Hazen Meade competes in the Special Olympics National Winter Games in Corner Brook

‘Blazen Hazen’ digs deep like a true champ

Maureen Hunter

Special to the Mirror


On March 1,  local Special Olympics athlete Hazen Meade and coaches Maureen Hunter, Cheryl Clay and George Maclagan attended  the opening ceremonies of the Special Olympics National Winter Games in Corner Brook, Newfoundland and Labrador as part of Team B.C.

Anyone who had the opportunity to follow this adventure through social media, saw that it was a Games that was full of local flavour.  The community came out in full force to host these Games and what a great competition they put on.  Despite what Mother Nature threw at us, the people of Corner Brook did a great job.

Just to give you an idea of the weather challenges, when we got off the plane it was -7;  our first day of competition on Wednesday was similar: -12 with a wind chill of -17, and, on Thursday, the outdoor competition was cancelled due to rain and high winds.  Friday turned out to be sunny and -15 with a wind chill of -20.  But Mother Nature was not Hazen’s biggest challenge.

As many people in our community are aware, Hazen is a very dedicated athlete who trains very hard and has earned every medal that he owns.  Many of us see Hazen doing his weekly runs at the Sportsplex or the pool. Recently, he has been running with the Carihi Tuesday and Thursday morning sports program.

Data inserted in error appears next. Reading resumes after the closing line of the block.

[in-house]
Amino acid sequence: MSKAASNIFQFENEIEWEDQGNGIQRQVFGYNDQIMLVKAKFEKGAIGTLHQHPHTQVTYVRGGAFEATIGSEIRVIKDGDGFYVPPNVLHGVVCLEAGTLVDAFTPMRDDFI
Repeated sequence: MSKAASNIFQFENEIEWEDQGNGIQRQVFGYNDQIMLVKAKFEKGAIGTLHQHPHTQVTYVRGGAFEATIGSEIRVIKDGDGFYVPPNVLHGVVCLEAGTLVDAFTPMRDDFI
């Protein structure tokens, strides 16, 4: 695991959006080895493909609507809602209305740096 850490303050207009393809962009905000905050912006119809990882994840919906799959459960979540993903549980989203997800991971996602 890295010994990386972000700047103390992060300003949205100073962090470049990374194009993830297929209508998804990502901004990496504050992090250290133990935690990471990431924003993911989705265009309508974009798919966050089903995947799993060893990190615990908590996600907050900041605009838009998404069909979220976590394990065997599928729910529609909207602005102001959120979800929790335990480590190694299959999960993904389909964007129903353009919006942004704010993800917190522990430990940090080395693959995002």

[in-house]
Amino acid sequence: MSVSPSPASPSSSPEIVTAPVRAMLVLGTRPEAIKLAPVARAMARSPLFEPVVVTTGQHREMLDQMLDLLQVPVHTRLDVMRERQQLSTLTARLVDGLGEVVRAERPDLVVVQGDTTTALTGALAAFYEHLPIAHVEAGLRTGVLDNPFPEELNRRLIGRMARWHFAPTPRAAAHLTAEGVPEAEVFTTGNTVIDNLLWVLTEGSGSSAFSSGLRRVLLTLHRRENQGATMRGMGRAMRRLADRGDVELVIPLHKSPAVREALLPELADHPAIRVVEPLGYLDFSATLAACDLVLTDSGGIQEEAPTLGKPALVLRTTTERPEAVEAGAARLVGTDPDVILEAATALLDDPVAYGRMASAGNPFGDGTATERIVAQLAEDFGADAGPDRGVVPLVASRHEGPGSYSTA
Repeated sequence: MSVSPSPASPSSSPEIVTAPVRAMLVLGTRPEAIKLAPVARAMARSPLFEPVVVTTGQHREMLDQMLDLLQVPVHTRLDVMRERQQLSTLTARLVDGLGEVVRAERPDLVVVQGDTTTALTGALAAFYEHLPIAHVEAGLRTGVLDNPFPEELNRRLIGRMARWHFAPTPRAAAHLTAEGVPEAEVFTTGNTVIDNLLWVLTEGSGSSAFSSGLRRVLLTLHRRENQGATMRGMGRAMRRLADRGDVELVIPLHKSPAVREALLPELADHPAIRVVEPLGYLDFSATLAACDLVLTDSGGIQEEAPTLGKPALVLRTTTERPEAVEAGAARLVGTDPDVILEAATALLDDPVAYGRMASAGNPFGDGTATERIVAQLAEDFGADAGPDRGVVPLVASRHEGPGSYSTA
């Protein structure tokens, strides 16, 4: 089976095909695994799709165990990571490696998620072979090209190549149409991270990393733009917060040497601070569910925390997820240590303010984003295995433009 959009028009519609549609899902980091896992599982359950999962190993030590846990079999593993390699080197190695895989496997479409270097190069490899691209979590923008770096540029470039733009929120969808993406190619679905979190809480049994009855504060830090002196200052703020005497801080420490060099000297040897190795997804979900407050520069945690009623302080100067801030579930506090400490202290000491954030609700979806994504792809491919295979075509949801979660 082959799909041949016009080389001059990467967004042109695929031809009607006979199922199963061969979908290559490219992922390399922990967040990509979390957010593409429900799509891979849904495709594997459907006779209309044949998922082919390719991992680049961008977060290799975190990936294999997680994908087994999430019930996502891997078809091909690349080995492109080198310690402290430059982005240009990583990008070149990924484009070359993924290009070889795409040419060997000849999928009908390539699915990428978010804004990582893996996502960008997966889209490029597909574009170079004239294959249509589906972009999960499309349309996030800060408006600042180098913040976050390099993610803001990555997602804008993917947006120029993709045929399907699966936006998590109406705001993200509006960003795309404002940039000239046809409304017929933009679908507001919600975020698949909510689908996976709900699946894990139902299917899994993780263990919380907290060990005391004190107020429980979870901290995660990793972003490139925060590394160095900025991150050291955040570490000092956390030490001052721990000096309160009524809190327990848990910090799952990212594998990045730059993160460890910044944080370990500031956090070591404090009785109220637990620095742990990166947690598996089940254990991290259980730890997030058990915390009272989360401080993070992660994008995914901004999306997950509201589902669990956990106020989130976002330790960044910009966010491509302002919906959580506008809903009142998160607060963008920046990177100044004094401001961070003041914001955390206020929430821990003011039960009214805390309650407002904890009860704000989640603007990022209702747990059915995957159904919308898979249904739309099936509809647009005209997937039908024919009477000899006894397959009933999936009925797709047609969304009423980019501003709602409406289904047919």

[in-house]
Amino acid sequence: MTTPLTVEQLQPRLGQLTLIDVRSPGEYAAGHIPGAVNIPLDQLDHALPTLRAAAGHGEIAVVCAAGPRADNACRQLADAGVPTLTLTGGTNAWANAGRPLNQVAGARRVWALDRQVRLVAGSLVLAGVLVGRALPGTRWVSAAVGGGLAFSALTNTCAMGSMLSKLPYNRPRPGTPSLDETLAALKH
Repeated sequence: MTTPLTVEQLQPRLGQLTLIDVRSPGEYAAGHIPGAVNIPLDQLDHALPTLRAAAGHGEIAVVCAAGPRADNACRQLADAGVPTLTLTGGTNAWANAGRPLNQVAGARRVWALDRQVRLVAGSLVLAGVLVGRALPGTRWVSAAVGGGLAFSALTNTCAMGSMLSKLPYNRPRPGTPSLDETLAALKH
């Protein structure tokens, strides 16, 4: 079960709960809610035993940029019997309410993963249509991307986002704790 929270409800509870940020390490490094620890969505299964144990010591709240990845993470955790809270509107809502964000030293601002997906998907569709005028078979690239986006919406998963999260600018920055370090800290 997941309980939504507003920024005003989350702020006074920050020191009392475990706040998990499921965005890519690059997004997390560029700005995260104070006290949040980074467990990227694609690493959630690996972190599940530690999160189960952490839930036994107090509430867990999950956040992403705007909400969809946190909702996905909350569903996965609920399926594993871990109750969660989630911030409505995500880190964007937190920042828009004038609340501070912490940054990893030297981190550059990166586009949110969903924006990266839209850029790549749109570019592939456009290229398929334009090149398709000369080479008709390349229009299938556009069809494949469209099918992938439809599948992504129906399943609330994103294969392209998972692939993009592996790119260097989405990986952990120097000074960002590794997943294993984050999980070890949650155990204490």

Of the three events that Hazen participated in, he was placed in the top division of each event. This meant that he was snowshoeing against the fastest in Canada.  When I reviewed his preliminary events with Hazen and the times of his competitors, he was very intimidated. His personal best time for the 1600 was 6:39 and he was going up against competitors with entered times of 5:51.  Hazen is very well aware that taking 50 seconds off your time in a race is next to impossible.  Hazen’s spirits where down and he was feeling pretty defeated.

After his 1600 preliminary, he came in sixth in the event and he was really down.  He kept apologizing for not placing and he felt that he had let everyone down.  But when we got the results and he found out that he had set a personal best time of 6:30 seconds, he was pretty excited.

In the 1600 meter final, he finished with a personal best time of 6:20.00. Even though he went into each race knowing that it would take a miracle for him to place in the top three, he still found the strength, deep within himself, to finish with his personal best time in every event.

I won’t say it didn’t take a lot of positive talk from the coaching staff and support from his teammates to help Hazen get his mental thinking back to “All you can do is go as fast as you possible can.  If you run faster than you ever have then it is the luck of the draw who you race against.”

Hazen’s ability to dig down and truly give his all, no matter who he was up against, speaks volumes to the athlete that Hazen is.  So over the  next few weeks, when you see Hazen, even though there are no medals hanging around his neck, please take the time to shake his hand and acknowledge that this man just ran the race of his life six times and did our community very proud.